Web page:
What makes protein powder good for diabetics is not that it is plant protein necessarily but that it is a sugar-free and carb-free product with a high protein content to function as a meal replacement protein shake.

The health benefits, as well as the convenience, of getting enough protein through a good whey protein powder are well known by diabetics.  Therefore it isn't just about whey protein powders (that's pretty well a given) but also about essential amino acids, chia seeds, flax seeds, and healthy fiber.

No powdered sugar (or any kind of added sugars in whatever form), artificial sweeteners and lactose-free are also important not just because some people are lactose intolerant but because milk (rather than cream) has too many carbs.

Having a regular peanut butter and jelly sandwich is often claimed to be good for diabetics since it encourages slow digestion (and is one of my favorite sweet treats) but the bread has carbs, the jam has sugars and the peanuts are not tree nuts but rather ground nuts and store sugars and carbs.  All bad for a diabetic.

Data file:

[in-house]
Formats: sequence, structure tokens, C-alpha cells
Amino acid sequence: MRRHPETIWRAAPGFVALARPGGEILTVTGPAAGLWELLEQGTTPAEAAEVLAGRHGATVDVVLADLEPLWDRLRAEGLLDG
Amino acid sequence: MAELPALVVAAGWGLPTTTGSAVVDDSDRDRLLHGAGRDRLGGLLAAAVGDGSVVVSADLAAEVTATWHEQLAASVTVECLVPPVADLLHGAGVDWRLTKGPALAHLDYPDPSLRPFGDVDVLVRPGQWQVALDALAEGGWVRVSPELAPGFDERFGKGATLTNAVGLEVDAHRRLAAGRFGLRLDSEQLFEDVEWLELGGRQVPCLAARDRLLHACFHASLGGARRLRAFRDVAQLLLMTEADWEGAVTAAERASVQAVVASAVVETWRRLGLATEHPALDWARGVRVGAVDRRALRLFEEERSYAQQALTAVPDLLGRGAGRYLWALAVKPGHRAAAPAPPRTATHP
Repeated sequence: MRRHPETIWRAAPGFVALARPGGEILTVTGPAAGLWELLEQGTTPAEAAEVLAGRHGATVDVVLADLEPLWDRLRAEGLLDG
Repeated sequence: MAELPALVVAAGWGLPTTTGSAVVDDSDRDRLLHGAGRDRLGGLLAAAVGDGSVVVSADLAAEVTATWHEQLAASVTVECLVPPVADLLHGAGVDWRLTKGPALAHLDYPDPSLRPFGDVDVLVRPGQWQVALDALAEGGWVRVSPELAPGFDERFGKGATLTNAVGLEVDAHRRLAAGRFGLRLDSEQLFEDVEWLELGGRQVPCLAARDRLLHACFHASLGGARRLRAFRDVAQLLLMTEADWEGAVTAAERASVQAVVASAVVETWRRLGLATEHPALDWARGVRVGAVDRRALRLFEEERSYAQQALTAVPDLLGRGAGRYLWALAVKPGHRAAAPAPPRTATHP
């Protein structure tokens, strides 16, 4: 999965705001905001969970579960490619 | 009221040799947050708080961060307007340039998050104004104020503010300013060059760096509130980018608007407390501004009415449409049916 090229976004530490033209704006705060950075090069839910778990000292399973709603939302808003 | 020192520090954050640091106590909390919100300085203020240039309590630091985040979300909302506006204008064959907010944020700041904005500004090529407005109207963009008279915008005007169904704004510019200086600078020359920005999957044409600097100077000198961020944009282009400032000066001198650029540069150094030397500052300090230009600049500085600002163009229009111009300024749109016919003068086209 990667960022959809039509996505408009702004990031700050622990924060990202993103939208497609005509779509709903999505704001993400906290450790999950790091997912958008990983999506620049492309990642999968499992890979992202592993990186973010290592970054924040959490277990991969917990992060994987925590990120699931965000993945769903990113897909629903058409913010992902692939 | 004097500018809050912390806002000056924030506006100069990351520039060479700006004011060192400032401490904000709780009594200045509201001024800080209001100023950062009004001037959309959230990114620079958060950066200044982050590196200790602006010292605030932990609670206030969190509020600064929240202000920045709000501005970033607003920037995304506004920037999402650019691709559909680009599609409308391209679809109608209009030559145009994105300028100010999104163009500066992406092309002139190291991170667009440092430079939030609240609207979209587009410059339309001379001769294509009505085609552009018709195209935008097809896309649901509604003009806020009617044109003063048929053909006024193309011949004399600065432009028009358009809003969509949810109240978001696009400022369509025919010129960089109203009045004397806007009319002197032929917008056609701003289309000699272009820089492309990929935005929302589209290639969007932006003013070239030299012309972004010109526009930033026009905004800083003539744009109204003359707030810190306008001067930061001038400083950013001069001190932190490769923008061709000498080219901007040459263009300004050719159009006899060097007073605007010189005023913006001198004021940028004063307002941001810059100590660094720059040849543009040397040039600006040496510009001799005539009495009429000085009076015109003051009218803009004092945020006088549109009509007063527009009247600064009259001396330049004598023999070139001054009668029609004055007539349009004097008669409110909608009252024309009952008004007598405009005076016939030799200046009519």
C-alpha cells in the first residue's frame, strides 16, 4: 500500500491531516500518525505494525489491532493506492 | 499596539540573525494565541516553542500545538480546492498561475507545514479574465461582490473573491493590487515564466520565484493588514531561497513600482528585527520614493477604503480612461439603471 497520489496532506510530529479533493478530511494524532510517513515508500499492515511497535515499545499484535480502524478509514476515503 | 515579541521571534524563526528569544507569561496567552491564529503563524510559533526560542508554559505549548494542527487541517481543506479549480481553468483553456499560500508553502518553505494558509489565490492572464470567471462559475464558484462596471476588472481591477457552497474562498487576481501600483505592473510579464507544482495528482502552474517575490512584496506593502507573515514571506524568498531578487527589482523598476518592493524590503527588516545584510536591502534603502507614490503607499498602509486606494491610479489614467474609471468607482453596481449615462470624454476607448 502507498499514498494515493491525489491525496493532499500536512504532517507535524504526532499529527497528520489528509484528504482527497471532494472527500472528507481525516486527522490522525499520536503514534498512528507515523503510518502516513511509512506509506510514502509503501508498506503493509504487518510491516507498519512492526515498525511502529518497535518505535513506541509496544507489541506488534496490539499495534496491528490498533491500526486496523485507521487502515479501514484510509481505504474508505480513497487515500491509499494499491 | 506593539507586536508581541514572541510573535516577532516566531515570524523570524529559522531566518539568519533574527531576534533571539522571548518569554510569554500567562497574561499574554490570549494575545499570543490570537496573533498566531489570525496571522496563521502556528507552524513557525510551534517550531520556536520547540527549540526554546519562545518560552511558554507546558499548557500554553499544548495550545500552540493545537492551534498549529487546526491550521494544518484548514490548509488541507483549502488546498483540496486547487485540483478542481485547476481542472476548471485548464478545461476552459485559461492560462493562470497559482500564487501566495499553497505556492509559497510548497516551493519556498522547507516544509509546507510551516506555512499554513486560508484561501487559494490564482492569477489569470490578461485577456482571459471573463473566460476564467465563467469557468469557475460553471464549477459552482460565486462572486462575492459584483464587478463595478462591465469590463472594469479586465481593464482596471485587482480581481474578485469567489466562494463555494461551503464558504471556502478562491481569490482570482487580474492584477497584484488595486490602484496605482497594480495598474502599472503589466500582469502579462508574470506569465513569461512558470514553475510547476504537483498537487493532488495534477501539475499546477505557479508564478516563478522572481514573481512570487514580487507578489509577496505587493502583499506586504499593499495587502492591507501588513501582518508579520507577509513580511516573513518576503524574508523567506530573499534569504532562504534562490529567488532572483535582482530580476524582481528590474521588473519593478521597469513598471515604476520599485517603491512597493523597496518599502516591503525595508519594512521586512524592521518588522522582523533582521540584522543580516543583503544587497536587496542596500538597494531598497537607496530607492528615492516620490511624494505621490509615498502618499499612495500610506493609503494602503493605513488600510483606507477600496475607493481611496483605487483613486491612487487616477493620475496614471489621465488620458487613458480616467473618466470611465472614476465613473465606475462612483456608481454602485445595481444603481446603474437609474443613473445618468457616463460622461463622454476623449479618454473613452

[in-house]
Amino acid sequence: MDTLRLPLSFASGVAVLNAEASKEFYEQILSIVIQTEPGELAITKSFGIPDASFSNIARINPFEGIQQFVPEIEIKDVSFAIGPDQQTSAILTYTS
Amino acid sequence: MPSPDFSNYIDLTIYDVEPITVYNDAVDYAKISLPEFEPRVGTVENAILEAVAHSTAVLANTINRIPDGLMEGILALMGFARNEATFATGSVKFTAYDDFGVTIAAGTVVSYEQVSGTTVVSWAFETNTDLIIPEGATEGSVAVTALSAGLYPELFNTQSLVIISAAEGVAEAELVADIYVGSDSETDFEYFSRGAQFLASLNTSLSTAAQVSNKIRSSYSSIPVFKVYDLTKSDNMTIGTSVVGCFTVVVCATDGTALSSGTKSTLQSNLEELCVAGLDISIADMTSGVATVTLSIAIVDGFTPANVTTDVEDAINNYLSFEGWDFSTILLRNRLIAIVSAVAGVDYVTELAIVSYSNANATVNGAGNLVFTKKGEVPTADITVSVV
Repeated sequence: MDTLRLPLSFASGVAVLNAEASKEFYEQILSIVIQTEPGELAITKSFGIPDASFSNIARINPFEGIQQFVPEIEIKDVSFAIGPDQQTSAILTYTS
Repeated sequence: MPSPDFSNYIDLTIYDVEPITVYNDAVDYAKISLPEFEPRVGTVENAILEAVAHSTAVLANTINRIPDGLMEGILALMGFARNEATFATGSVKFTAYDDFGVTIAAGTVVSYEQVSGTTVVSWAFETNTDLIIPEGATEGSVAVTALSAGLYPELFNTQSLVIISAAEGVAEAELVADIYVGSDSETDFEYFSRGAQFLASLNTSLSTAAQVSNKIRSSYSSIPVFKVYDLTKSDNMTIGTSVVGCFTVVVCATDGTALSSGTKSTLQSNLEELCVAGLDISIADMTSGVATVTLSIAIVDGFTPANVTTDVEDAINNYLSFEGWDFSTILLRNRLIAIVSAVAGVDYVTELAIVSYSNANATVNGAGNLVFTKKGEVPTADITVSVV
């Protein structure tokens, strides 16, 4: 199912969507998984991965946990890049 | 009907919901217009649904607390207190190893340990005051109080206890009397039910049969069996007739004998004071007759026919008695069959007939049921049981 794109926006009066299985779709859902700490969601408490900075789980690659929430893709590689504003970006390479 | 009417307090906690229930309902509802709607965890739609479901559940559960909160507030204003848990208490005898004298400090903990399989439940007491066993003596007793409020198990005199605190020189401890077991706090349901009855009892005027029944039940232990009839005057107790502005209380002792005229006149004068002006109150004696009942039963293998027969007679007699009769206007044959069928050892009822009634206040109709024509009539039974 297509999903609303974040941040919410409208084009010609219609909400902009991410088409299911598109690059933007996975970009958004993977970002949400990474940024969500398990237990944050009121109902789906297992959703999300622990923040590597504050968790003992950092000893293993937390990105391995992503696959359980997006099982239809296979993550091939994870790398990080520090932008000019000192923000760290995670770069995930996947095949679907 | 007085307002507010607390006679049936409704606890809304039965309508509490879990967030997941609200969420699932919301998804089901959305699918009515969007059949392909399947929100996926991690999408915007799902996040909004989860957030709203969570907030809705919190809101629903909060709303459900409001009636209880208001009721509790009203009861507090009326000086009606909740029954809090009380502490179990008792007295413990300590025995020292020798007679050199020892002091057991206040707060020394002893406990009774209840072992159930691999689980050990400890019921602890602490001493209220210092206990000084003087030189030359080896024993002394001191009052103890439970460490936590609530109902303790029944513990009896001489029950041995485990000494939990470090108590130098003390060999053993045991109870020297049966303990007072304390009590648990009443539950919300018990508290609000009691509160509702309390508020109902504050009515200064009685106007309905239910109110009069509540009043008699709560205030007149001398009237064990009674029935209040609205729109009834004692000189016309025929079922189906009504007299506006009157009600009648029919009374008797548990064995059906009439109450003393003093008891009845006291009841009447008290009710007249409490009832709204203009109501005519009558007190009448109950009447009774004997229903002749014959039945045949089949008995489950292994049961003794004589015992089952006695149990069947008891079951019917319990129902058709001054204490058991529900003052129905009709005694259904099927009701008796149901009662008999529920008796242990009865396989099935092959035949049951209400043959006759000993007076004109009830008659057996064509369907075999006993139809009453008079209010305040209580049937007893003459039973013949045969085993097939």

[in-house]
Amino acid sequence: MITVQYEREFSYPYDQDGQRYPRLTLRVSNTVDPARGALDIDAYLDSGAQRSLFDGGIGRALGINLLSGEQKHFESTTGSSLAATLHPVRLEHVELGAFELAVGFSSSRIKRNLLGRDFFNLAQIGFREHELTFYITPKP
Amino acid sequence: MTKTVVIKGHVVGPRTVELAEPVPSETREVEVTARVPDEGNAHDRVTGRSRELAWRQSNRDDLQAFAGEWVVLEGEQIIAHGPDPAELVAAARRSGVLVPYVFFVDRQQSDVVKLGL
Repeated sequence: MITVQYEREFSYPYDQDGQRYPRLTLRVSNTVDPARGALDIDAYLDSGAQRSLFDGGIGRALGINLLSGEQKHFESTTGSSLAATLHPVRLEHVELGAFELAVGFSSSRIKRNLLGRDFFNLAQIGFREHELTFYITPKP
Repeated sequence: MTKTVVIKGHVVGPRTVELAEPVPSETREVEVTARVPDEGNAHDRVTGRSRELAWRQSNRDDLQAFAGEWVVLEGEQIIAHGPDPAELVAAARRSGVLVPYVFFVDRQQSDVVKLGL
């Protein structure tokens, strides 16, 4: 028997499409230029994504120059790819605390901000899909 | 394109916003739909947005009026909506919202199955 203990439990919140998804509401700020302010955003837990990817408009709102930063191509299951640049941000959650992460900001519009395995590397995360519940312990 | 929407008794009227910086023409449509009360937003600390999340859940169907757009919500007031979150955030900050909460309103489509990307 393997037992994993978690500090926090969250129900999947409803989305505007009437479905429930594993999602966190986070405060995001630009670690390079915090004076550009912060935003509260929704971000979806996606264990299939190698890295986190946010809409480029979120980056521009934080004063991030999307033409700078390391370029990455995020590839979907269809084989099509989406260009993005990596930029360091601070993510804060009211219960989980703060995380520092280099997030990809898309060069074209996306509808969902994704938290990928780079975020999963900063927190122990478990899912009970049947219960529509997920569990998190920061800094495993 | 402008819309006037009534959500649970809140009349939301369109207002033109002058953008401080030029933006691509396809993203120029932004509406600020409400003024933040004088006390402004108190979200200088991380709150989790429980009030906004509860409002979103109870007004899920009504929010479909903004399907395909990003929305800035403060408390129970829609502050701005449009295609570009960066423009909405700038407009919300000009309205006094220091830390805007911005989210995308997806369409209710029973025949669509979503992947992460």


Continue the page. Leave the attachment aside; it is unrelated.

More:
Cottage cheese, on the other hand, is good for a diabetic.  It isn't about zero fat but about healthy fat.  It isn't about muscle mass and the desire to gain weight but the need to lose weight without losing lean muscle.  It's not about artificial sweeteners and added sugar but about unsweetened cocoa powder and almond milk.  It's not just about protein drinks and essential amino acids but about the best protein powders for diabetics (which can certainly be a good whey protein powder.